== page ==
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Summer 2009

As Luck Would Have It

How one student's family misfortune turned into a second chance and a focus on helping others in higher education


Winning the lottery. It was, in a way, another example of the American Dream come true for doctoral candidate Hanna Rodriguez-Farrar's parents. Immigrants from the Philippines who came to the United States with one-way tickets and $5 in their pockets, Alfeo and Aida Rodriguez had managed over the years to save money, buy a house in the suburbs of Philadelphia, and raise three smart daughters.

And then they went broke.

And so that winning ticket -- not a huge amount, just enough to get them over the hump -- allowed their eldest daughter to pursue her American Dream: Hanna re-enrolled at Brown, the Ivy League university she had dropped out of her sophomore year, in part because of the bankruptcy.

The Beginning Talking to Rodriguez-Farrar today, some 25 years later, it's clear that this second chance had a big impact on the person she has become. It is also why, despite focusing on art history at Brown University (bachelor's, master's, and, as of 2009, a doctorate), she is now devoted to higher education and making sure that others have the same opportunities that she has had.

"I had to give back to 'it,'" she says, "this institution called higher education that has given me and my family so much."

She says she always knew she was going to do higher education, "but when you're 21, you have no idea what the machine is in the background. I was doing 17th century art history -- it doesn't get more obscure."

Her initial plan was to go to grad school for art, get a job teaching, and then become a department head. "There was a ladder," she says. But while studying Charles I and English needlepoint at Brown, in order to makes ends meet she was also doing some adjunct teaching and dabbling in alumni and fundraising work. That's when the "curtain got pulled," she says, and these "extracurriculars" suddenly became her main interest. "Wow. Doing a discipline seemed small in a way. Art history is interesting, but the machine of higher education is more interesting."

It also seemed full of possibilities.

"I read that the provost's job is cool. And institutional advancement, what is that? I cleaned dishes at Brown. How does that impact other students and the university?" she says, recalling how her mind started thinking of all the ways she could make a difference. As she talks, her hands are in constant motion.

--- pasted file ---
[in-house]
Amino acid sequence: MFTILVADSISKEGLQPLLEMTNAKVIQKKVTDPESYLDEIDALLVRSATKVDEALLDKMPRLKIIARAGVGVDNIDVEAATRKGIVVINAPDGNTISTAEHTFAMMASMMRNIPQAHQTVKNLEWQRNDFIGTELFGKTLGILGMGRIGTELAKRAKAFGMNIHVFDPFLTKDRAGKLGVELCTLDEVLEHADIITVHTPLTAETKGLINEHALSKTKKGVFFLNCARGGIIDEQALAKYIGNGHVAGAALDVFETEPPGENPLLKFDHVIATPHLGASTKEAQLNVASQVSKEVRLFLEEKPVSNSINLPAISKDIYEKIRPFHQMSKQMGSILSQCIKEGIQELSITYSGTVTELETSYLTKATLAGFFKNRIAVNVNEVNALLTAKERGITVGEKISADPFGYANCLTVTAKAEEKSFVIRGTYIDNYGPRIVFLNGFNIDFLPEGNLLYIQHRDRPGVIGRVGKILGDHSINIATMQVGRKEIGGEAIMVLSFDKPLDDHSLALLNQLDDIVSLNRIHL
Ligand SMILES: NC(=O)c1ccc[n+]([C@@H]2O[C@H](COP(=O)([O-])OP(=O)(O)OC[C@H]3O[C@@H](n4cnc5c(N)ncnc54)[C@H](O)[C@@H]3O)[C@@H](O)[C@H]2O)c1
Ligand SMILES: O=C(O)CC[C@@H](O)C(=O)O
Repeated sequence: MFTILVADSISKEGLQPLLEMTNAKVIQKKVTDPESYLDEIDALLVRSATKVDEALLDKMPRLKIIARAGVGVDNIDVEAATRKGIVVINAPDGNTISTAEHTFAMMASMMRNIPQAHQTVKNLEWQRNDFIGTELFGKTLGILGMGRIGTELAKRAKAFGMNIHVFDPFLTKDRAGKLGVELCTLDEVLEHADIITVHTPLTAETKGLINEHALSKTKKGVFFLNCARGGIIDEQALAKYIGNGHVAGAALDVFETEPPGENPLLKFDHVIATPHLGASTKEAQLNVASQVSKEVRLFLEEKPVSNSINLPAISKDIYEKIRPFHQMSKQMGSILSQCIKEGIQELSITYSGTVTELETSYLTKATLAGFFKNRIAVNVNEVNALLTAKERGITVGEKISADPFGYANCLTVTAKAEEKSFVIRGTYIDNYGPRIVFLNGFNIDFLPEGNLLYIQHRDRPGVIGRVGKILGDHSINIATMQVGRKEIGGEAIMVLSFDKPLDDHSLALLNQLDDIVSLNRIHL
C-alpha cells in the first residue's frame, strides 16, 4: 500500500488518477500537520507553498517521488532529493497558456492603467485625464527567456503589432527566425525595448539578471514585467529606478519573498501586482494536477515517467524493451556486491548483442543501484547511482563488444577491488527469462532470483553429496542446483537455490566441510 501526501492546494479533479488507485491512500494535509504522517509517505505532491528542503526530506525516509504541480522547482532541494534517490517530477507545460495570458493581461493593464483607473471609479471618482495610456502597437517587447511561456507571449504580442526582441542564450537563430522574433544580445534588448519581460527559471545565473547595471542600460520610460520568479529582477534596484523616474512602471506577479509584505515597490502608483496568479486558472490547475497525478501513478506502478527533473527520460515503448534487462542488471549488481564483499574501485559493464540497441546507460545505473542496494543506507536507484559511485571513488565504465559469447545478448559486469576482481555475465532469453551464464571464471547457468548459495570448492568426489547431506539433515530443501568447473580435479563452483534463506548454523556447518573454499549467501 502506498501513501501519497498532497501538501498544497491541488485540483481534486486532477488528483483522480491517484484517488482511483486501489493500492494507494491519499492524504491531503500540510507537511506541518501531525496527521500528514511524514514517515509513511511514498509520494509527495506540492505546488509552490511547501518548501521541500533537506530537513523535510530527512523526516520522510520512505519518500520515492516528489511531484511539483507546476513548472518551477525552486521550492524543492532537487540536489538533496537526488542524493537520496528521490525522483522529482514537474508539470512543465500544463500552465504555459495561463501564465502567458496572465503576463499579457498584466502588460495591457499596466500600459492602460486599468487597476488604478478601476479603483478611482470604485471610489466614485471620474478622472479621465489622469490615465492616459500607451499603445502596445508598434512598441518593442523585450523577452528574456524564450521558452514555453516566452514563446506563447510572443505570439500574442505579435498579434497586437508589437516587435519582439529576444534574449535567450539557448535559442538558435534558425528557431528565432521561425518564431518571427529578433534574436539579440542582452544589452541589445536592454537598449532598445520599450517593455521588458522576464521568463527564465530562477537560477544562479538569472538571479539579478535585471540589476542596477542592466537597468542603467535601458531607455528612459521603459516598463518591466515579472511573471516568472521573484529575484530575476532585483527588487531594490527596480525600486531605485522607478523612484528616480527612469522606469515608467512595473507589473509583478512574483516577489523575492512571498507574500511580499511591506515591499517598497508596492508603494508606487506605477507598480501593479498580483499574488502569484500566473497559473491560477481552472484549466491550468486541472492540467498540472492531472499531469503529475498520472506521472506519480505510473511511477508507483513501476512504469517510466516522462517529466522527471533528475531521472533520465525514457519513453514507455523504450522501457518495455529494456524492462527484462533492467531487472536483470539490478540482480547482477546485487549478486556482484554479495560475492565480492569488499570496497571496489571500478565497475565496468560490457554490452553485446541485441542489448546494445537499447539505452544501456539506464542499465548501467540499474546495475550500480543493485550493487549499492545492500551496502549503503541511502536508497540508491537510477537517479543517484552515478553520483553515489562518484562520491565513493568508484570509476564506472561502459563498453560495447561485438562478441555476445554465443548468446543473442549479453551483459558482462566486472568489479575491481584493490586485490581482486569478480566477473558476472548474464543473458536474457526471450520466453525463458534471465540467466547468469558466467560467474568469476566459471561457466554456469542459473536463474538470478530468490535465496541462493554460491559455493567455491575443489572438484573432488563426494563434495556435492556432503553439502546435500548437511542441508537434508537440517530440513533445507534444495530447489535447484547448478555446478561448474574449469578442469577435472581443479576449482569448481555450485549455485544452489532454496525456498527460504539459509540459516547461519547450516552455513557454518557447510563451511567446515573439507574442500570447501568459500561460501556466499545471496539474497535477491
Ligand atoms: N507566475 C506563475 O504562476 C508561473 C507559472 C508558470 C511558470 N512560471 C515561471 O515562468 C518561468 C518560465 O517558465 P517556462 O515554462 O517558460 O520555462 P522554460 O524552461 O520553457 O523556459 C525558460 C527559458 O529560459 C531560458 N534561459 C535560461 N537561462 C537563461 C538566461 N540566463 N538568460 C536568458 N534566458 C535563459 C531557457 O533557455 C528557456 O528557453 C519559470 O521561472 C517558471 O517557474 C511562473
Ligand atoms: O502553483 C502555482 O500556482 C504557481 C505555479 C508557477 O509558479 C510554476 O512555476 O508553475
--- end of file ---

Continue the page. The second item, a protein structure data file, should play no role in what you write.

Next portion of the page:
She ended up leaving Brown after her master's and got a job at Harvard Business School as a research associate. There she wrote case studies and hoped to learn about general management.

"That's where things really started. My mind was thinking about managing the business of higher education. There are lessons to be learned everywhere and my time at the Business School allowed me to see lessons everywhere," she says. "Studying Burger King, for example, allows you to see the connection to how you manage food services at a college. It made me wonder how do you lead a beast, an institution like Brown or Harvard?"

This led to her fascination with what she calls "the presidency thing." (Something she still toys with for herself someday.)

"It was just after Ruth Simmons became president of Brown. I was like, are you kidding me? An African American at an Ivy league?" she says. "I started thinking about the president as a public intellectual, someone who sticks a stake in the ground and says this is what an institution should be."

In truth, university life fascinated Rodriguez-Farrar long before she ever went to Brown or Harvard. Growing up near the University of Pennsylvania in Philadelphia, she walked around campus all the time and saw college students everywhere.

"College campuses are beautiful. They're always about the mind. That caught on me," she says. "My parents say they had no idea where that came from. They're appreciative of it, but they just thought, 'Well, you're American. That's what you do.'"

Erik Farrar, Rodriguez-Farrar's husband, says it's obvious to anyone who has ever met her family that his wife's interest in education actually started with her parents. (He also jokes that his wife is in her 38th year of school.)

"It's entirely in character and speaks to the powerful service bent in the Rodriguez family," he says. "Both her parents, Mom especially, have always performed what in a different age would be called 'good works.'"